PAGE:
Usually it does seem cheaper to just use the same motor on every axis, simplify the BOM and drive the cost per motor down with bigger orders. I guess in this case, they actually figured out that using an even cheaper motor is more cost effective here.

      1. It makes it even worse knowing you are capable of not writing shit. That means most of the time you just choose to write shit.
        When people are surprised when you do something well, there may be a problem.

      2. haha! You should swap bylines with someone sometime and see if the trolls notice!

        Thanks for the article.
        One thought – there’s often reviews here, which are really good, but the odd comparison might be helpful to draw the info together? If you felt like doing a toms’ hardware style comparison between printers at this price range, That’d be helpful for people considering the options.

        1. Yeah, we could do some sort of ‘Guide to 3D printing’. We could do it yearly or something…

          That worked in 2012. It’s not going to work in 2016. There are too many machines, and doing a guide like that would mean tens of thousands of dollars a year just buying machines, and probably two full time positions. No company has the resources for that.

          I honestly expect Make to discontinue their yearly guide to 3D printing. Even with the limitations they place on themselves (only out-of-the-box ready machines, no kits) there are simply going to be too many machines. This monoprice printer shows you can’t limit yourself to ‘name brand’ machines, so ny ‘guide to 3D printing’ is going to be a ‘guide to 3D printers manufactured by companies who are popular enough, or have a sufficient marketing budget’.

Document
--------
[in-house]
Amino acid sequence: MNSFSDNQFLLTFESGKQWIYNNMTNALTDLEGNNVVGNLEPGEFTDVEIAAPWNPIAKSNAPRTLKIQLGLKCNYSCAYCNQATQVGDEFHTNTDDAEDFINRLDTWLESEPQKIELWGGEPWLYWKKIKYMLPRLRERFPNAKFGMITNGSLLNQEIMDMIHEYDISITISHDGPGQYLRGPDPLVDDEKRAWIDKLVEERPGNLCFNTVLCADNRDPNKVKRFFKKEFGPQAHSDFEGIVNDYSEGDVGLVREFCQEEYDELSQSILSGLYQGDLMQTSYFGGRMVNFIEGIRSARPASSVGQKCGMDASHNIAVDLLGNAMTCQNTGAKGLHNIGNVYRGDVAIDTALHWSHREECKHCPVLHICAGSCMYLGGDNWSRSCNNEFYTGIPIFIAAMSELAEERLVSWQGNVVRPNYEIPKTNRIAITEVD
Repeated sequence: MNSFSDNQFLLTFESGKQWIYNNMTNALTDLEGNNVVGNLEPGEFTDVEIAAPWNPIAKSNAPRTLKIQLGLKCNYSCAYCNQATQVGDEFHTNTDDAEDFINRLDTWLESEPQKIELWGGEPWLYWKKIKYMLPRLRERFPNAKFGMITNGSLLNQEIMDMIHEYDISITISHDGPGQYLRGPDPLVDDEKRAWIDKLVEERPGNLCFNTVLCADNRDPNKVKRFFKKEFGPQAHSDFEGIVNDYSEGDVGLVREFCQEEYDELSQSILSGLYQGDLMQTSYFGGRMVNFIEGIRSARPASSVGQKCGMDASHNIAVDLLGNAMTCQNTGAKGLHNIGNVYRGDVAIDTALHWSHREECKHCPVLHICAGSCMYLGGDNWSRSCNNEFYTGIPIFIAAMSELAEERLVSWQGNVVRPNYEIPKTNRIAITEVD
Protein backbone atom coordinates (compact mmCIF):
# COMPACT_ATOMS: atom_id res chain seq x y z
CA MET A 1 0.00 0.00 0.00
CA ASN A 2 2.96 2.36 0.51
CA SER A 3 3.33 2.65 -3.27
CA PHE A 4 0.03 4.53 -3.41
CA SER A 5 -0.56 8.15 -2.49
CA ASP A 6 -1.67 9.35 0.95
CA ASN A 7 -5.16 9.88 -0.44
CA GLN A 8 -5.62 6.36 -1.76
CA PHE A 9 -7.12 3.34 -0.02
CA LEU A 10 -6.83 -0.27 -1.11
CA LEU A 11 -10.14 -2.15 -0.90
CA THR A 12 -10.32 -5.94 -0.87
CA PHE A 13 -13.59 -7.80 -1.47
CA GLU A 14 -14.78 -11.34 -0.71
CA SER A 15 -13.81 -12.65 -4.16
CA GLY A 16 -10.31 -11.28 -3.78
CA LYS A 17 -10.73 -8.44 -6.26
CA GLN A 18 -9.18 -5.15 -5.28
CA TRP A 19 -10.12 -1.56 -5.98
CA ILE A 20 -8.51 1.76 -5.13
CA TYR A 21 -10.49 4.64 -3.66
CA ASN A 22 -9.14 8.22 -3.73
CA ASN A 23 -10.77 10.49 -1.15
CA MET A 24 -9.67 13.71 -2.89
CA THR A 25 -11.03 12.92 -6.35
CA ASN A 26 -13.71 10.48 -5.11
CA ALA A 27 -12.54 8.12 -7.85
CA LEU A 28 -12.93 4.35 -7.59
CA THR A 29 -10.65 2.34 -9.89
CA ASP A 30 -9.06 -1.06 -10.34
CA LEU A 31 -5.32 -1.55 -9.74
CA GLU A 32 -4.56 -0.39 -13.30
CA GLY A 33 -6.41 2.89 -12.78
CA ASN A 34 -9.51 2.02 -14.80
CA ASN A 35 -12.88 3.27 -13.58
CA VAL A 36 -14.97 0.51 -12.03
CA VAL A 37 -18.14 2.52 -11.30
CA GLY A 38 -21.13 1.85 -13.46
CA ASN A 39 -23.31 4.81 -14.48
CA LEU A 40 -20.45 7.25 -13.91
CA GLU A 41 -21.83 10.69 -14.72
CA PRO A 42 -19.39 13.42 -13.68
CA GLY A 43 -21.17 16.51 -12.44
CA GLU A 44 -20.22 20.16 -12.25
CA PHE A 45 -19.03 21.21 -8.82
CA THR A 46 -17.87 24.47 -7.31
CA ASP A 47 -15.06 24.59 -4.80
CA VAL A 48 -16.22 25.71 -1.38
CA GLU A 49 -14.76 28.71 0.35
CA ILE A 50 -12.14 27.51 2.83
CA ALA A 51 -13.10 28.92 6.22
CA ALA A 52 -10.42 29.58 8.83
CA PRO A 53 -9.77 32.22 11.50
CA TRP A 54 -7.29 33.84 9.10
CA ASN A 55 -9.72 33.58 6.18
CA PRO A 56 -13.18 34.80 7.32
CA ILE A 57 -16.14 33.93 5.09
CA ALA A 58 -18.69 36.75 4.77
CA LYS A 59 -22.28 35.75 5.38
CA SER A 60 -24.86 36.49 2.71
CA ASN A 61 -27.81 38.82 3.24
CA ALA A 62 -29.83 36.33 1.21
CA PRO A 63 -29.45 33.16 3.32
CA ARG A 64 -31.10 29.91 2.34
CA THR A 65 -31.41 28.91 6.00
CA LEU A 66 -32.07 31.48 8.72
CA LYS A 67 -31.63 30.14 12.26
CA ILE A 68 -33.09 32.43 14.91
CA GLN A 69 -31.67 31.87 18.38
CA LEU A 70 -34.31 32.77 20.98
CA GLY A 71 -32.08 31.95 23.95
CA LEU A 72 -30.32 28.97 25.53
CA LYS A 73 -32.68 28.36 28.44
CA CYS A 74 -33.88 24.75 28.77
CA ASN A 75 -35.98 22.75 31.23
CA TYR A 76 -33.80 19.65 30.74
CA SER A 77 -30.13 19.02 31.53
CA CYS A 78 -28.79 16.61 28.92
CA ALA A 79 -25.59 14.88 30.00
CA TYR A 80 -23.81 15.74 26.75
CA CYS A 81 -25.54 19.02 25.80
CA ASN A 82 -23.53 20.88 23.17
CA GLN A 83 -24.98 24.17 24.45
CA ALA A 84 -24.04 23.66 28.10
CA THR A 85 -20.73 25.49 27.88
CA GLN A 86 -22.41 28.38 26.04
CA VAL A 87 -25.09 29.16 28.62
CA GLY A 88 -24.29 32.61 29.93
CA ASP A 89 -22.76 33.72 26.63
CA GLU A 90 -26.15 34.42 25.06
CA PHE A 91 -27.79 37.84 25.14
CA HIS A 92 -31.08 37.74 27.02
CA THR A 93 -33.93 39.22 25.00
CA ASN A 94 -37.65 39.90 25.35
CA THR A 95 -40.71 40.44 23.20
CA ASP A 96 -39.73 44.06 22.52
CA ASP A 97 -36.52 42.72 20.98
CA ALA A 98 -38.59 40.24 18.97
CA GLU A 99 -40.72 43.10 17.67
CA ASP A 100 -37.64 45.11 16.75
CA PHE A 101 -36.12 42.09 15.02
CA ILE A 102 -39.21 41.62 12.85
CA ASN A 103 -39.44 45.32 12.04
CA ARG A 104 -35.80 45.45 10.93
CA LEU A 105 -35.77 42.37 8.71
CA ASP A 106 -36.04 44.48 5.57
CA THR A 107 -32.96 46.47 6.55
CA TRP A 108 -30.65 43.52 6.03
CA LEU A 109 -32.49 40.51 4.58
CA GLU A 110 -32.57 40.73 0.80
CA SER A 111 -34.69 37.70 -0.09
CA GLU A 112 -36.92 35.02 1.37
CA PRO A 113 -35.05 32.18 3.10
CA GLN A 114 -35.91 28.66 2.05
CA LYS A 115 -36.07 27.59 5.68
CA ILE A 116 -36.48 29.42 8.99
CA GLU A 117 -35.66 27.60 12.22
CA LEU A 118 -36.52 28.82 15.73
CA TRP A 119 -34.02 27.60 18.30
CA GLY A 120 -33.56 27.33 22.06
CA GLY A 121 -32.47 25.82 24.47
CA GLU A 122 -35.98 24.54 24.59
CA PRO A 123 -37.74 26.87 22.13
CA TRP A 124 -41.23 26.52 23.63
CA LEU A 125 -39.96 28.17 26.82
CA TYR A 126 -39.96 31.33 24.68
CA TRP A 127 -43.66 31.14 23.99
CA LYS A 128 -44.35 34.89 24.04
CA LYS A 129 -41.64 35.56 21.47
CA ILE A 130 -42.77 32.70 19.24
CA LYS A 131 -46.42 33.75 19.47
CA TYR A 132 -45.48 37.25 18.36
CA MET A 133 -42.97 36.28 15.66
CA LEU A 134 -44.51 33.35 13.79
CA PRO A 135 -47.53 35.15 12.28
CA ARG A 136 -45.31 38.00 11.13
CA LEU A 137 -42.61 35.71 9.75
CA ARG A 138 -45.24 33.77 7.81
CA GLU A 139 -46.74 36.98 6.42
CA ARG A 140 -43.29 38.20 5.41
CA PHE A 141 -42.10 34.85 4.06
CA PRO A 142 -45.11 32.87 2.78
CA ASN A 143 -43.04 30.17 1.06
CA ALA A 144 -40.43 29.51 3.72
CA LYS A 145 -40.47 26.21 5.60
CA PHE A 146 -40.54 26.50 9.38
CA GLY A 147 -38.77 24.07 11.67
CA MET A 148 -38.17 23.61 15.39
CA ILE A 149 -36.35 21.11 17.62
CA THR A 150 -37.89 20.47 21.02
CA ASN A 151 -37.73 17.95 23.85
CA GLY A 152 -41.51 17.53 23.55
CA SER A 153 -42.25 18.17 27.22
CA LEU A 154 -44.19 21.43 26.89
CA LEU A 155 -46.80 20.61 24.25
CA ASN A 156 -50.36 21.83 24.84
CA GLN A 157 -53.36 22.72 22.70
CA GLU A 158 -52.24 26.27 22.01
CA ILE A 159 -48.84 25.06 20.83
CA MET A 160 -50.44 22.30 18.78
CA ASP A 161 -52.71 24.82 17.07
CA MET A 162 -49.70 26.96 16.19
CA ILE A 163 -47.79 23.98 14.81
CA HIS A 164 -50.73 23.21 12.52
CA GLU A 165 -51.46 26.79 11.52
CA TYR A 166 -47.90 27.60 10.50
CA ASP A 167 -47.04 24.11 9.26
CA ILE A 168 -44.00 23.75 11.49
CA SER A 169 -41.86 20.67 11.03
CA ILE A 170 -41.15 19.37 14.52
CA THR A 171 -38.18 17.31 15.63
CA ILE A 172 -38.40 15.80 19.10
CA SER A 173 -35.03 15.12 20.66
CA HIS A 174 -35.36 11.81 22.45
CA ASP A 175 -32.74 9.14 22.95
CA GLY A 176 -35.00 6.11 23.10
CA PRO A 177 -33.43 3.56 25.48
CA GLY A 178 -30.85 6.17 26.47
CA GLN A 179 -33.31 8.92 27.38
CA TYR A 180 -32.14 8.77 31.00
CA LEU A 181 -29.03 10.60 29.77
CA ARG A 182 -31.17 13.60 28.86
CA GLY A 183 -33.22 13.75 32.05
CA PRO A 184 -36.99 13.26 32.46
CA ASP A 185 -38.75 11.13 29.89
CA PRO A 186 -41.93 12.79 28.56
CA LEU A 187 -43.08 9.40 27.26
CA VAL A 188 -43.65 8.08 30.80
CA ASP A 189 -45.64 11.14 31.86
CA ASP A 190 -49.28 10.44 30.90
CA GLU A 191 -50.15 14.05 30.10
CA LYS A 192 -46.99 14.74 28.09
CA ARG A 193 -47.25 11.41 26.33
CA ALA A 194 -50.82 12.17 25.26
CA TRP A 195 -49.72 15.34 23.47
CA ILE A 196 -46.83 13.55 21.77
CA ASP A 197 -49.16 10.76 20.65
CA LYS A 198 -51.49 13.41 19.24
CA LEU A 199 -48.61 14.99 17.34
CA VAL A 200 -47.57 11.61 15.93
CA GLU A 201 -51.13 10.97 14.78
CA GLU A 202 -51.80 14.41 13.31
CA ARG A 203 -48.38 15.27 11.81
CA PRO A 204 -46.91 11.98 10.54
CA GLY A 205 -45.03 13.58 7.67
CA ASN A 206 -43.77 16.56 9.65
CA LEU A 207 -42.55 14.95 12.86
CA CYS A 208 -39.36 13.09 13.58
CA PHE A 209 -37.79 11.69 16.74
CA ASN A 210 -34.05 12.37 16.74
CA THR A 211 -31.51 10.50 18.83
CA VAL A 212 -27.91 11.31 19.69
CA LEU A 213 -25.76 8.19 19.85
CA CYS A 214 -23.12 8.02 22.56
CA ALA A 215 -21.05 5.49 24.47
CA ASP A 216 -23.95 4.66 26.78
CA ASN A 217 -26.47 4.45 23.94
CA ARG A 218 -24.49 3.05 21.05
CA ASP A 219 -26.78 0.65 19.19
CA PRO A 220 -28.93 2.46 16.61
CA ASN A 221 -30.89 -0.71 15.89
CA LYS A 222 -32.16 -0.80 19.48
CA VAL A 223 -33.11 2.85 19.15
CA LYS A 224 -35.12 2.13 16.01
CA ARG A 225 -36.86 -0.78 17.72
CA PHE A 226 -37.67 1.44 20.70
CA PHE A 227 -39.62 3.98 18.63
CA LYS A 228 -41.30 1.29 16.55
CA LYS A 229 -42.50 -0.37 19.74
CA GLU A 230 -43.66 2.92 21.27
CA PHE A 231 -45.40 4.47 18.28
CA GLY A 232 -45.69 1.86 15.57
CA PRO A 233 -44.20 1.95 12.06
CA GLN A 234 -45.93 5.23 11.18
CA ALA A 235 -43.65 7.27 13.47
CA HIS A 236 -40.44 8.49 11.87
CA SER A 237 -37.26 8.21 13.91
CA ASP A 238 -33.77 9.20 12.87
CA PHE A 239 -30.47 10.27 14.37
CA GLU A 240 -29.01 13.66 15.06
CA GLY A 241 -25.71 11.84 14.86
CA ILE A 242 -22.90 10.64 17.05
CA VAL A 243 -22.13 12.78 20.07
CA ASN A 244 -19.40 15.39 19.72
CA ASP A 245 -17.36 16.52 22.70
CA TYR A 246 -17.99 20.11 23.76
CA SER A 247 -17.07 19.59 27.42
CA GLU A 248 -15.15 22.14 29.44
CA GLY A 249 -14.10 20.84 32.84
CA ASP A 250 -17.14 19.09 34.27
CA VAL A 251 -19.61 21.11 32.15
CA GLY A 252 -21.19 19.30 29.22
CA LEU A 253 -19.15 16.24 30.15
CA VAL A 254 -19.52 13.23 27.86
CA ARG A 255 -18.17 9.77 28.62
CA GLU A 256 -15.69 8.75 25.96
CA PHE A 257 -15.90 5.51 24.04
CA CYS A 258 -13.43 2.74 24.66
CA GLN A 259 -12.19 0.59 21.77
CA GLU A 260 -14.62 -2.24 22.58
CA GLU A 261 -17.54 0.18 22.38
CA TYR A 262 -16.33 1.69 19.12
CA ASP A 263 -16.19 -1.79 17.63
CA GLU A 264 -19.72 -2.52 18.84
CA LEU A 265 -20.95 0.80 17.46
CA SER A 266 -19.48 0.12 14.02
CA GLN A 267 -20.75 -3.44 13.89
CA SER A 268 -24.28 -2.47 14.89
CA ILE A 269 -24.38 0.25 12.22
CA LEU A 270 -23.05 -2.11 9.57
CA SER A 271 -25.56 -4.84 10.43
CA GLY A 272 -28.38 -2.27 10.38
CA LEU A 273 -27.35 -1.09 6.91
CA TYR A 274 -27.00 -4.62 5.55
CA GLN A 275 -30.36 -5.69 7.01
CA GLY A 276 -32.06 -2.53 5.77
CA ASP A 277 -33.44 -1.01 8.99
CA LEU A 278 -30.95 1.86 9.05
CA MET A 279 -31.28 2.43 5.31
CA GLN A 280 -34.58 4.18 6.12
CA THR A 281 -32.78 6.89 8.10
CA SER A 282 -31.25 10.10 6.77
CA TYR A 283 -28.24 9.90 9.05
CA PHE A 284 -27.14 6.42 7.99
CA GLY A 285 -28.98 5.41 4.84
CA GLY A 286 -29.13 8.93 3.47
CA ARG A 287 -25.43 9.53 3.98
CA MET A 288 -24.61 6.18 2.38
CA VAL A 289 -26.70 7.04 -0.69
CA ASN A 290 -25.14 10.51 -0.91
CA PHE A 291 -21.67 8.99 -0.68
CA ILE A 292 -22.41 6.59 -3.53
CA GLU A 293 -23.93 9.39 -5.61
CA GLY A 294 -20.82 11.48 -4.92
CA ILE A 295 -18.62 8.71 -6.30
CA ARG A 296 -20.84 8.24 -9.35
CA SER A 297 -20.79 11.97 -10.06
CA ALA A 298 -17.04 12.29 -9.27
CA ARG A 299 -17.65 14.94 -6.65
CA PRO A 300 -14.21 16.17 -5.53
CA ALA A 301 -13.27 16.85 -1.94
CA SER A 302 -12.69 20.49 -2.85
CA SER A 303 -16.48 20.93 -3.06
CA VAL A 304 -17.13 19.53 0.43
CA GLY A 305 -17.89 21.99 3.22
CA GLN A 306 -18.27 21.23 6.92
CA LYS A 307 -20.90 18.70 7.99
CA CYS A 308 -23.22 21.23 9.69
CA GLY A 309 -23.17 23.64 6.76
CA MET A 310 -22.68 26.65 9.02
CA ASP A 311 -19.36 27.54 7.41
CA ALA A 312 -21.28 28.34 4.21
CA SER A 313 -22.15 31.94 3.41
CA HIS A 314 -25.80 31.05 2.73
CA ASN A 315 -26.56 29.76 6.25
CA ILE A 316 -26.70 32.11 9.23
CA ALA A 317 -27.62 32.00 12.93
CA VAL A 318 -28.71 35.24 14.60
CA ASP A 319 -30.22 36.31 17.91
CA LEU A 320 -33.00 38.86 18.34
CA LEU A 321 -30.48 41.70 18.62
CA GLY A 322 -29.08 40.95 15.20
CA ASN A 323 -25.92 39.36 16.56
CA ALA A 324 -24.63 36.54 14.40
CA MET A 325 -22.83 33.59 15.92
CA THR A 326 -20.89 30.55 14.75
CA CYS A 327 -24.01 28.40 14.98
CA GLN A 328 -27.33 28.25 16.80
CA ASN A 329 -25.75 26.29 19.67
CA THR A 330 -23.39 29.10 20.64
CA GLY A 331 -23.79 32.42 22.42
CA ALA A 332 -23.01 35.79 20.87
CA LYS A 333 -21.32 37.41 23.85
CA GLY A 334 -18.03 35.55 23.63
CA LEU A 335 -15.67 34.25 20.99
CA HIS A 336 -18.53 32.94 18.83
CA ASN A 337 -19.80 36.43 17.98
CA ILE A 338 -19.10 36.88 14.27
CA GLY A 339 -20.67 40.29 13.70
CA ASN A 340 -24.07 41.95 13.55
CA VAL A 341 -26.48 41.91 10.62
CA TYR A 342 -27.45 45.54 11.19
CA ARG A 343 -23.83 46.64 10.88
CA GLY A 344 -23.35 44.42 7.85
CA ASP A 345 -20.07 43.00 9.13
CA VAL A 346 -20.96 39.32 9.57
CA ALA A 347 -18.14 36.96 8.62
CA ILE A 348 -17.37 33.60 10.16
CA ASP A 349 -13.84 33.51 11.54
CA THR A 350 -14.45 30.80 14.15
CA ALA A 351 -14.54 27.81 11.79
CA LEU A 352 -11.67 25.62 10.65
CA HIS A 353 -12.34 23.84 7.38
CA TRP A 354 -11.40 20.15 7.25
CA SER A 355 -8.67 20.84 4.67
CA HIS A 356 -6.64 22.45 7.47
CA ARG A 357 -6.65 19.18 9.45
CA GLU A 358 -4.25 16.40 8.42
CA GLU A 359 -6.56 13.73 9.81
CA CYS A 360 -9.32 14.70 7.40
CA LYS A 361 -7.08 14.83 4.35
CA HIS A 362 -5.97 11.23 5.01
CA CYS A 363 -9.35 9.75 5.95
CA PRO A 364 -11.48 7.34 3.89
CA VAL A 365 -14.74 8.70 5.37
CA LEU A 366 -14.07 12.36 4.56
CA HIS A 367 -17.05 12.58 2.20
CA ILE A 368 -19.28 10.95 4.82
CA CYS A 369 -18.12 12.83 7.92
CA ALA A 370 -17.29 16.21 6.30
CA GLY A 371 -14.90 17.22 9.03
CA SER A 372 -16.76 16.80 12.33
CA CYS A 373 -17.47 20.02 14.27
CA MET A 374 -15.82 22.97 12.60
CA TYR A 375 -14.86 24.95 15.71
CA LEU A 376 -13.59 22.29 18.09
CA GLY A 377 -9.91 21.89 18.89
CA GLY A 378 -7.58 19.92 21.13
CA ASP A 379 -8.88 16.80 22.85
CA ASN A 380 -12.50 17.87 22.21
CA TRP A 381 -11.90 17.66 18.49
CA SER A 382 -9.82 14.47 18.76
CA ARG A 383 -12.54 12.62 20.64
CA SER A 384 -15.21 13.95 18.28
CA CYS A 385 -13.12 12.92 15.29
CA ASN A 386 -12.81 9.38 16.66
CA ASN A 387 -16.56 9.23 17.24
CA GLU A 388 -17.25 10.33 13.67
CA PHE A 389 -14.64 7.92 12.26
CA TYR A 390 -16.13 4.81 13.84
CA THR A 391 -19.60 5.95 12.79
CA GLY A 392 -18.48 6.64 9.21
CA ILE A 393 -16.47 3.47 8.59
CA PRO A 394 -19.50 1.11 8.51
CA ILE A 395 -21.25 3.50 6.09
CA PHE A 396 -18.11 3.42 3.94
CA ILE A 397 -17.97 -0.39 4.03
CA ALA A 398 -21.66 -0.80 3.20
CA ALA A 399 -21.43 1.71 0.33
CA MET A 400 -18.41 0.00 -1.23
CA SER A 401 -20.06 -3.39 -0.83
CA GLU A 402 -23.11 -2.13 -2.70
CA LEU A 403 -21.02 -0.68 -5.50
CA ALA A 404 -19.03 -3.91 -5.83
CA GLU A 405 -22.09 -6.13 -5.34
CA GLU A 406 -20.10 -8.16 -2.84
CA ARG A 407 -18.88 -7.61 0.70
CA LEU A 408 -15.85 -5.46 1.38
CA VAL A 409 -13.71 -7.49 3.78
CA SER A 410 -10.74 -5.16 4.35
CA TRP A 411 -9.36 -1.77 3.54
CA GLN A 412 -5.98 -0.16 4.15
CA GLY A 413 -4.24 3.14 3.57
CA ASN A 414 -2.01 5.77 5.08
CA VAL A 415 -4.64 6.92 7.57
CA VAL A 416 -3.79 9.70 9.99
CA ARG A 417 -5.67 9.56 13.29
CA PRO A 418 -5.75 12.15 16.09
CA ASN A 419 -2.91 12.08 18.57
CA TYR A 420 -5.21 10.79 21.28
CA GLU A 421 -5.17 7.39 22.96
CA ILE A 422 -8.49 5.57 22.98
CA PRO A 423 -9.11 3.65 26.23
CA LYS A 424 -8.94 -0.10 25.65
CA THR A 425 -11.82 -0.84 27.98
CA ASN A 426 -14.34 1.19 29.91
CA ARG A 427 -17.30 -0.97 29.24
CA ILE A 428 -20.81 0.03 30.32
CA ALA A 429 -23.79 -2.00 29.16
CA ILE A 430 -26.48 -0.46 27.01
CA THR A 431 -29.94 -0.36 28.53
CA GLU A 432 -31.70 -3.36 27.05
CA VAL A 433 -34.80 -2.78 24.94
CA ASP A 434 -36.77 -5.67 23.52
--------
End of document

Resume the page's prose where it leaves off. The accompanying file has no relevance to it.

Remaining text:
A subset of 3D printers, like resin based kits, is something I could get into.

          1. How about just one for newbies. I still can’t get the courage to pull the trigger and buy a $200 one. I will soon, but the learning curve is going to be steep.
            A guide for starters would be nice; maybe every 2 years or so?

  9. since this is sold in the US, can anyone say what would be the real cost of getting a $200 from china?
    FYI, here in the EU depends on country, but you would get to paying 50-200 more on it for customs.

  10. You totally skipped the Fabrikator Mini at Completely open source and prints amazing. I recently reviewed the Select Mini on my YouTube Channel ( and I am impressed and agree they offer a lot for $200 but I still feel the Fabrikator Mini launched the sub-$200 3D printer, this just improves on it.

    1. nope a copy, and far too many 3d printed parts. the mP one has all cast or injection molded plastic and nothing 3d printed.

      I would hope that someone does figure out an auto bed leveller, but honestly unless you move your printer around constantly you only have to do it once a month or so.

      1. the one they are showing in the video doesn’t have 3d printed parts… as far as I can tell. 3d printed parts wouldn’t make sense production wise either… I’m thinking the one in the photos is a prototype and the one in the video is the one you get shipped but no way to tell unless someone has acutally bought one and I don’t see anyone that has?

  11. So, if you’re gonna go Monoprice, and your penny jar isn’t stuck at $200, then wouldn’t it make more sense to get the Maker Select 3D Printer v2 for $350? I haven’t been able to find a comparison review for them, but at the very least you’d get a far larger build volume. Am I missing something? Other than price, is there advantage to the Mini over the Select?

      1. 𝘕𝘰𝘵 that I support the (il)logic of your argument (two inferior somethings is better than one superior something?!), but the Select has 400% of the build volume of the Mini for that 75% increase in price.

  12. Can we see more review articles like on similarly-priced 3d printers (and kits)? I know somebody above mentioned the HobbyKing printer and some Prusa I3 kit – would love to see the comparisons between all of them.

  13. Nice review. But I stopped trusting it when it came to the discussion of Z axis resolution. With the most commonly used M8 rod one gets a theoretical resolution of < 0.001 mm already, which is a lot less than what one can actually print, so no gain with an even higher (theoretical) resolution other than, well, slower vertical movements.